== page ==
This on us now.
After Gov. Greg Abbott last week decided to lift the mandatory wearing of masks in public — and authorized businesses to operate at 100% capacity, beginning Wednesday — we all have a choice.
Will we continue wearing masks in an effort to protect ourselves and others from the spread of the coronavirus, or will we decide to throw caution to the wind and hope for the best?
In essence. that second option is what the governor is doing.
Texas is still recording more than 7,000 new COVID-19 cases each day, and as of Thursday, fewer than 15% of Texans had received the vaccine — and just under 8% had been fully vaccinated. Those are hardly encouraging figures.
And despite the news that Texas is expecting about 1 million doses of vaccine to arrive in the state next week, it takes time to schedule and administer those shots. Even then, the prospect of reaching the 50% level for vaccinations is several weeks off.
Nonetheless, the governor apparently decided that now is the time to relax restrictions.
It was more than a little ironic that Abbott’s announcement came on Tuesday — Texas Independence Day. Lifting the mask mandate declares our independence from what, exactly? Personal responsibility and consideration of others?
In announcing his decision, Abbott said Texans no longer needed government “running our lives.”
That’s a view that has been shared by a sizable segment of the state’s population since the mandate first went into effect. Many younger people have thought the mandate was unnecessary. Some staunch conservatives have considered it a government overreach.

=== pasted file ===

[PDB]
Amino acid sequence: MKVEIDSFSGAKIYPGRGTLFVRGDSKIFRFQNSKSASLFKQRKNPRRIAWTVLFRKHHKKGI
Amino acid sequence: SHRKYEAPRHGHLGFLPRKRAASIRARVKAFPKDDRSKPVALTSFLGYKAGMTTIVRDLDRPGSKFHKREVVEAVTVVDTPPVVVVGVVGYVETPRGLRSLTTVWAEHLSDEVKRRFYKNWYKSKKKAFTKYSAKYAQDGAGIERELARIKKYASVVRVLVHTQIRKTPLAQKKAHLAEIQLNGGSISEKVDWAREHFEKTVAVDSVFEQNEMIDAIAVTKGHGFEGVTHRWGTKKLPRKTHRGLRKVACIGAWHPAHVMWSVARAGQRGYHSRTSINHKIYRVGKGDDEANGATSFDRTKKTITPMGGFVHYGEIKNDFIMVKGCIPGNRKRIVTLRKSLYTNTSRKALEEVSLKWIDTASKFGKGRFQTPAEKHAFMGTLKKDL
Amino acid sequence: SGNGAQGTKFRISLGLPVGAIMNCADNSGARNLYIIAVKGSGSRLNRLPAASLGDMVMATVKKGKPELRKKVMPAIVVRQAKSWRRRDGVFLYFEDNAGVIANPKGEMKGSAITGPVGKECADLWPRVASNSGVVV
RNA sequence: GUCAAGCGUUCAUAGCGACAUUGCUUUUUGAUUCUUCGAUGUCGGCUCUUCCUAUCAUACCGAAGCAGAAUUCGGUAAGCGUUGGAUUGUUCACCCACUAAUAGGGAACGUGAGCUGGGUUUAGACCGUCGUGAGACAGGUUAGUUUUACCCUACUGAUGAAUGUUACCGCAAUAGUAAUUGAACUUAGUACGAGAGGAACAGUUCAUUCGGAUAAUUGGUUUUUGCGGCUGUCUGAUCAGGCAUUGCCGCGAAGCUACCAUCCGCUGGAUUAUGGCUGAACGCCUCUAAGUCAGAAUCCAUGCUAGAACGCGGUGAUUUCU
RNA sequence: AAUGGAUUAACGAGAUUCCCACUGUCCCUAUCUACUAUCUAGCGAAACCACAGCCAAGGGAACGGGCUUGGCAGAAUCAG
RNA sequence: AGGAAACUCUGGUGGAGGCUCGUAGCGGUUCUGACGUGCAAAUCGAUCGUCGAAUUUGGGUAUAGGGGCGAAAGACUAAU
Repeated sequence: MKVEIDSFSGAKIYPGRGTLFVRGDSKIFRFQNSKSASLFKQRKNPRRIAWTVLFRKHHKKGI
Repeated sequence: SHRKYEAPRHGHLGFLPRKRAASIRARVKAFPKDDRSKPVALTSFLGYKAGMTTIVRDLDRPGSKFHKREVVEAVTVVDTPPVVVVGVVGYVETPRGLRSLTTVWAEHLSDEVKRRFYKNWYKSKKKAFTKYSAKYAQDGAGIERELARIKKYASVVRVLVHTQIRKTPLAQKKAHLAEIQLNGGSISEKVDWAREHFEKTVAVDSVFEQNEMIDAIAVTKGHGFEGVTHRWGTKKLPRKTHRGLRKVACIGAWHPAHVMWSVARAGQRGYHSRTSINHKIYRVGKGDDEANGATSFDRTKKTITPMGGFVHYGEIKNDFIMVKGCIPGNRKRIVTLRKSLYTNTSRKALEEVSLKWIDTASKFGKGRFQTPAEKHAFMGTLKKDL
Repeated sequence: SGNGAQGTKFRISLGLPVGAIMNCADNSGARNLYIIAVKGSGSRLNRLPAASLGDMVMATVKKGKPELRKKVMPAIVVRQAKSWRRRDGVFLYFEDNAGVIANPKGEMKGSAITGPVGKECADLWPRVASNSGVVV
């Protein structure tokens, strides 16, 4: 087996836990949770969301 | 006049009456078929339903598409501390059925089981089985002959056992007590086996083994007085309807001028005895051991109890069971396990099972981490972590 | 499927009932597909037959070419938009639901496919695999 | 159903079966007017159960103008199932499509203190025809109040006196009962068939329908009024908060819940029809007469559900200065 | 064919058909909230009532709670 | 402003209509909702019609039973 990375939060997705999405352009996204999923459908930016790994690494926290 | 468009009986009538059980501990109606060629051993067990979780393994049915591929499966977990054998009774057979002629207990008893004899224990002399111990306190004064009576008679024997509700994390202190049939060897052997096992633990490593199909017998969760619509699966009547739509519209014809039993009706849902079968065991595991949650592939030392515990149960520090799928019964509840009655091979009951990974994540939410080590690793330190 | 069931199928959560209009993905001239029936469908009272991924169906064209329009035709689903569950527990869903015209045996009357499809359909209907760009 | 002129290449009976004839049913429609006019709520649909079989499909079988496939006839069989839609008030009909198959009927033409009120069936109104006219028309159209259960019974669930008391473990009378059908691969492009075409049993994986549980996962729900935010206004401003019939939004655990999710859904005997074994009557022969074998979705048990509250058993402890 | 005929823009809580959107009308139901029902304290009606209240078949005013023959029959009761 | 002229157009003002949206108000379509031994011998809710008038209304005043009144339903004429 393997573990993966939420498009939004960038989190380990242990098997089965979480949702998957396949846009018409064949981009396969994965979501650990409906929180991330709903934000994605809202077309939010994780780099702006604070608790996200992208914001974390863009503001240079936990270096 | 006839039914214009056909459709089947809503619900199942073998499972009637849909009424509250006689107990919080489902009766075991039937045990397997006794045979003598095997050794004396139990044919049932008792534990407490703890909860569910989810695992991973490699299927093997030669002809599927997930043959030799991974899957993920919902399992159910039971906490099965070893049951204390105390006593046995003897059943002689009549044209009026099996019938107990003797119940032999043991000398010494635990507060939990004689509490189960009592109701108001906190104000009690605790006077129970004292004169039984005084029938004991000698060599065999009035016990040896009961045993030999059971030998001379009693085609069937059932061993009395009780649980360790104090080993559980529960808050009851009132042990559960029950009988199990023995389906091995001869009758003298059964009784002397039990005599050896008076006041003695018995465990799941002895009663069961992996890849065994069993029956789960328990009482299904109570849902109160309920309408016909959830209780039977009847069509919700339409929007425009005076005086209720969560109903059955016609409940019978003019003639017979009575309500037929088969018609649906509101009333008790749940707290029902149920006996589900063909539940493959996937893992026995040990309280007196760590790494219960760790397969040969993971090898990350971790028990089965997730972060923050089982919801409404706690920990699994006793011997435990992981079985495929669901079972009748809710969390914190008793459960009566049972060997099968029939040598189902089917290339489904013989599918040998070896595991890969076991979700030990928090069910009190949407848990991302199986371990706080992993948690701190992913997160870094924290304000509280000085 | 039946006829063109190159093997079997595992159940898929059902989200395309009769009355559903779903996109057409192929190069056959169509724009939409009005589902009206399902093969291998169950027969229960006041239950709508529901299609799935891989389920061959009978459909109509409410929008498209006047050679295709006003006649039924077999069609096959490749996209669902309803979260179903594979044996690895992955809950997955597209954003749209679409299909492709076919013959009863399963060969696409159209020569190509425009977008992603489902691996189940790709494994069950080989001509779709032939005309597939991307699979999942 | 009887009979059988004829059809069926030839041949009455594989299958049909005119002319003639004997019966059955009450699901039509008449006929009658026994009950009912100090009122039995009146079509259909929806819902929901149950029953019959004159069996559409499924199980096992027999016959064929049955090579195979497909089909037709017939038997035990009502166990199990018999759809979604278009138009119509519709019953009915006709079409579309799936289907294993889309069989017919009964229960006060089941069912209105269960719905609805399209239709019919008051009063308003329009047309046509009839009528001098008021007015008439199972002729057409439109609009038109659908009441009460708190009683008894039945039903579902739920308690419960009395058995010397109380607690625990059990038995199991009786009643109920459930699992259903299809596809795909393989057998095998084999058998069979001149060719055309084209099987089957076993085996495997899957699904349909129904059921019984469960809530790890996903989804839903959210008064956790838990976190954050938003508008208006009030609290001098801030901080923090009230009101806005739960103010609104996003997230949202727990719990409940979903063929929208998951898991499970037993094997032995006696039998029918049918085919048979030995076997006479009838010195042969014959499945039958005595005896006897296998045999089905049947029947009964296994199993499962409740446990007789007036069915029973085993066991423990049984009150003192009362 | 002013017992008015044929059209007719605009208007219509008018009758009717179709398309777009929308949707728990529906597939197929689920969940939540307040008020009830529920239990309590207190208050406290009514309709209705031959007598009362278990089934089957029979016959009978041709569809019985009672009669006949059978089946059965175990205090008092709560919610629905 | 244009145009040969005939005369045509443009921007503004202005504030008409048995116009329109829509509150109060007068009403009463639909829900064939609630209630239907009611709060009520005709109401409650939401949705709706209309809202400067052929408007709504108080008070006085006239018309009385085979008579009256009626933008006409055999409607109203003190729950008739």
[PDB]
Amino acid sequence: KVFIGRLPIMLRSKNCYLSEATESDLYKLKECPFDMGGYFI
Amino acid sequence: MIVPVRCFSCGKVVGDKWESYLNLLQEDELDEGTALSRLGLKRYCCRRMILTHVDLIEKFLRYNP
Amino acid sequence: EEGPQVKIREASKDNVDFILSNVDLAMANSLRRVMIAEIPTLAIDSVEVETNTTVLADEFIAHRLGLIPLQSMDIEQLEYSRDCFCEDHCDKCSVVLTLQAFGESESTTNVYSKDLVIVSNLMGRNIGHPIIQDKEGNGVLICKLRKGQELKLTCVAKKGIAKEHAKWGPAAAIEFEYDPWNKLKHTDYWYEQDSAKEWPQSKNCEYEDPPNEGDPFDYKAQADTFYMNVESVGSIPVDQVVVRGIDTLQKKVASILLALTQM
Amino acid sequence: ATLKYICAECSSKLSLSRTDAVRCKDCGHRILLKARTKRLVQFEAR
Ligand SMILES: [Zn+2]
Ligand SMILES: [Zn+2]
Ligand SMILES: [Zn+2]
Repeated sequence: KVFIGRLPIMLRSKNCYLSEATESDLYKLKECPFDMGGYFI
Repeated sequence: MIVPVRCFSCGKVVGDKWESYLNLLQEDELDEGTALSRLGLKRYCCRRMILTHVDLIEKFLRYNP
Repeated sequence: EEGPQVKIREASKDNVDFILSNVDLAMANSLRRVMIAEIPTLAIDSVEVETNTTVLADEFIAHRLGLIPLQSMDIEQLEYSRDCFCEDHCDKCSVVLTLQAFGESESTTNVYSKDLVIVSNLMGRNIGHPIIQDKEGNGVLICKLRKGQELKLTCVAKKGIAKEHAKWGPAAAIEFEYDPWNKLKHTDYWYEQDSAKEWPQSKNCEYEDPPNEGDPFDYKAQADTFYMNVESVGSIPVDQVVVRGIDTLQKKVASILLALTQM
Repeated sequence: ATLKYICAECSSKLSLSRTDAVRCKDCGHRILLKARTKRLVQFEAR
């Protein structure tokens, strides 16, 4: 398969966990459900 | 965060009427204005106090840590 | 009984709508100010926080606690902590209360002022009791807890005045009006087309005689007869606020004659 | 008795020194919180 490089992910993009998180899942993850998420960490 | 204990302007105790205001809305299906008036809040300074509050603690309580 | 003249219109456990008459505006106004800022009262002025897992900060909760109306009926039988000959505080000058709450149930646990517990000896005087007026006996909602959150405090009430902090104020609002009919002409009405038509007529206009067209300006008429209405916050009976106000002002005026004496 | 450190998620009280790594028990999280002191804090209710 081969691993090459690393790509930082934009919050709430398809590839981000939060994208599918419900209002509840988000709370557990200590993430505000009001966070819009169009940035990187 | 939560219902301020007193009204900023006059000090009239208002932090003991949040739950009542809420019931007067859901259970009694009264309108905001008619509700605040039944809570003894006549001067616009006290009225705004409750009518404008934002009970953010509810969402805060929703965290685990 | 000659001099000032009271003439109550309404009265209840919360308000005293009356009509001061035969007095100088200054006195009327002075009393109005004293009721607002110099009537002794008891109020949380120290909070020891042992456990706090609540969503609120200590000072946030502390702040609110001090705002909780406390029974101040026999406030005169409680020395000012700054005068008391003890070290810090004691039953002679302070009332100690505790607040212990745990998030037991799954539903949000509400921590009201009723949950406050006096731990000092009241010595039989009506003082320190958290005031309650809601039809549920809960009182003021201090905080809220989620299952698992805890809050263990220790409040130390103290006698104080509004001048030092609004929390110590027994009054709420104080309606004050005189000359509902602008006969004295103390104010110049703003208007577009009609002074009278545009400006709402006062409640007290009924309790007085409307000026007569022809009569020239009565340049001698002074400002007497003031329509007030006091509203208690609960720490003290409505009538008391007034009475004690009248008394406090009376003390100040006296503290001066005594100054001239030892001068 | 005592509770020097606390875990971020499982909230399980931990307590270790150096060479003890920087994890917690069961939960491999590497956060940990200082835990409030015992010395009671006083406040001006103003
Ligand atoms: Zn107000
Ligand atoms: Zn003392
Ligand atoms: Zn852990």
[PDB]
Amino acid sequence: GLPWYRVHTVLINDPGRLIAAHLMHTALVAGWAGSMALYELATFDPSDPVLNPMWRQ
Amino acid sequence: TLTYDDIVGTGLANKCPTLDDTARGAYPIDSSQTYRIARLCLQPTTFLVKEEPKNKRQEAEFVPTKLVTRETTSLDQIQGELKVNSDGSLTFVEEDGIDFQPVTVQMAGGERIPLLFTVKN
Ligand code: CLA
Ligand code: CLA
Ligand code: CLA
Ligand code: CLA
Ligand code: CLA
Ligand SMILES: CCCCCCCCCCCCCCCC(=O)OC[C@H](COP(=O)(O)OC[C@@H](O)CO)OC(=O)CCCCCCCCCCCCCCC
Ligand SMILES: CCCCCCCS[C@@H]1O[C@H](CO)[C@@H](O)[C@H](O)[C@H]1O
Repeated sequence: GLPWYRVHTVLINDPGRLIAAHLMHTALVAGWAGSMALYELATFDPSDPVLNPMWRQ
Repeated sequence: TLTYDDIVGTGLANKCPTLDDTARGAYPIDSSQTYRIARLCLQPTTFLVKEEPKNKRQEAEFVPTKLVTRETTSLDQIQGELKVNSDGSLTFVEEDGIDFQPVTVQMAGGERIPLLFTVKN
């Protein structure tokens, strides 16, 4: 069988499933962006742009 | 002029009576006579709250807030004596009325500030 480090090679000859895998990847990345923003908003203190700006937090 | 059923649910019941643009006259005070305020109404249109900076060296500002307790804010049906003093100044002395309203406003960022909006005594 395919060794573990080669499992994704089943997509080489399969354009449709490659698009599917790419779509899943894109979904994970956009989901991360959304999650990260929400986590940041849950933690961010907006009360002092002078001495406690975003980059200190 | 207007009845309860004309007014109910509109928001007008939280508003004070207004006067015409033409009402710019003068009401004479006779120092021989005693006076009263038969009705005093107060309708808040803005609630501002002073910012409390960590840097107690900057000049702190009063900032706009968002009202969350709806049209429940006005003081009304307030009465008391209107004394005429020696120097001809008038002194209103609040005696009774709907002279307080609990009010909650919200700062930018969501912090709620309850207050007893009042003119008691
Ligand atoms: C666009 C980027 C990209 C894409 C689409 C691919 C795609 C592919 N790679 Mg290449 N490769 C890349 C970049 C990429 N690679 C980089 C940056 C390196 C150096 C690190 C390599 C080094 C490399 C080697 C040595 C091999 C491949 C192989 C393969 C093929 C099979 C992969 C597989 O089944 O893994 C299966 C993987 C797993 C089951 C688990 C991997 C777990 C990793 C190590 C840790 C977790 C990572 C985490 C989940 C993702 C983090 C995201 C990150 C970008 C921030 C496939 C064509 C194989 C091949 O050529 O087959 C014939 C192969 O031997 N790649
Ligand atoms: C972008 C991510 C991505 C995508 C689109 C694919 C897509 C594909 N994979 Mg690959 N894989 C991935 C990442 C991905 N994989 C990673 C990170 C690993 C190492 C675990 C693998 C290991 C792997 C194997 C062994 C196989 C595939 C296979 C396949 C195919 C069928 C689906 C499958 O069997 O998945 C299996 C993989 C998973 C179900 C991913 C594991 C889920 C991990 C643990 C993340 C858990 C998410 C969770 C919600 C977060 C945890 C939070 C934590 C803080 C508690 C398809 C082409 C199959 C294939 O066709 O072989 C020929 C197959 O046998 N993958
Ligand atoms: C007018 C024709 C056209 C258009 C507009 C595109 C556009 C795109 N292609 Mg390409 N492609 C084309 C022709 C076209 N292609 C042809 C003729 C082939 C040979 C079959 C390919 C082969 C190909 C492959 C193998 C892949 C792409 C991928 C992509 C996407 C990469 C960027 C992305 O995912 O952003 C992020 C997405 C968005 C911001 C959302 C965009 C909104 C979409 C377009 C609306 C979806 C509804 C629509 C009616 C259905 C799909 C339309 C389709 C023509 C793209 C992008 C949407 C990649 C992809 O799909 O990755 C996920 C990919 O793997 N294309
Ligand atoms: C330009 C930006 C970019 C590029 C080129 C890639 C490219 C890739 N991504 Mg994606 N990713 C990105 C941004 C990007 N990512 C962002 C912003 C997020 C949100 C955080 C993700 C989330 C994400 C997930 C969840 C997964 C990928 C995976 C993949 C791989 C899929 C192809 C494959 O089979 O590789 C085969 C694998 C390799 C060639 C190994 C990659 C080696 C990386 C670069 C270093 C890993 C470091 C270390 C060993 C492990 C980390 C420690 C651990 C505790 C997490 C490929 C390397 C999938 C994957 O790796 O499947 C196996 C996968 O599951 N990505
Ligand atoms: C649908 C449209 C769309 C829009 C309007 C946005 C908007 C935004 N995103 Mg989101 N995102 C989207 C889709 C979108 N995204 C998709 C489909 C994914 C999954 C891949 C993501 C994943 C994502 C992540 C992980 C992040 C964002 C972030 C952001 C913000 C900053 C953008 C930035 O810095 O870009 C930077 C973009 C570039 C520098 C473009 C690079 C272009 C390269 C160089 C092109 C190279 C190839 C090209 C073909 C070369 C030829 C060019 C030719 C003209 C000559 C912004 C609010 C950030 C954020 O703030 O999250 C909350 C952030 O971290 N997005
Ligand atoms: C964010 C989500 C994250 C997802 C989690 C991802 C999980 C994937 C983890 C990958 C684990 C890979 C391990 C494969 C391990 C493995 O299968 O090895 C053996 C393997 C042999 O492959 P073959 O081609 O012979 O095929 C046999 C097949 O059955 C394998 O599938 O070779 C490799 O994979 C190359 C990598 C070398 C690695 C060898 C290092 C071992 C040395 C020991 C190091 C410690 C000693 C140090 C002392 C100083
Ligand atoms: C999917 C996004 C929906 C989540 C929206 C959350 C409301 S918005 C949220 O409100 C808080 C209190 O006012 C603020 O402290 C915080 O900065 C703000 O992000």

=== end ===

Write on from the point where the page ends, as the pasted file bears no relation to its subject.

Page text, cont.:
But in the end, most Texans have come to realize that wearing a mask is beneficial, both to themselves and to others. Combined with social distancing and enhanced hygiene measures, mask wearing is an effective measure in the fight to slow the spread of the coronavirus.
Because it has worked well to this point is all the more reason to continue the mandatory practice going forward — not make it optional.
In mid-January, Texas was averaging about 22,000 new cases a week and hospitals were reporting a shortage of beds because of new COVID cases. By this week, the weekly case numbers had fallen by two-thirds, and hospitals were getting back to normal.
But let’s not overlook two important facts.
First, the number of daily cases is no longer falling. In fact, it has increased slightly during the past week, likely because the state has emerged from the recent severe cold weather that kept people indoors and delayed reporting of new cases.
But another important factor is the threat posed by new variants of the virus, which have the potential to spread even more rapidly and are highly resistant to the current vaccines.
Certainly, many Texas businesses have been hampered by restrictions on capacity and social distancing requirements, but the lifting of the state mask mandate could hardly come at a more inopportune time.
With warm weather arriving soon and spring break on the horizon, the potential for super-spreader events will escalate — and that threat is even greater if mask wearing is considered optional.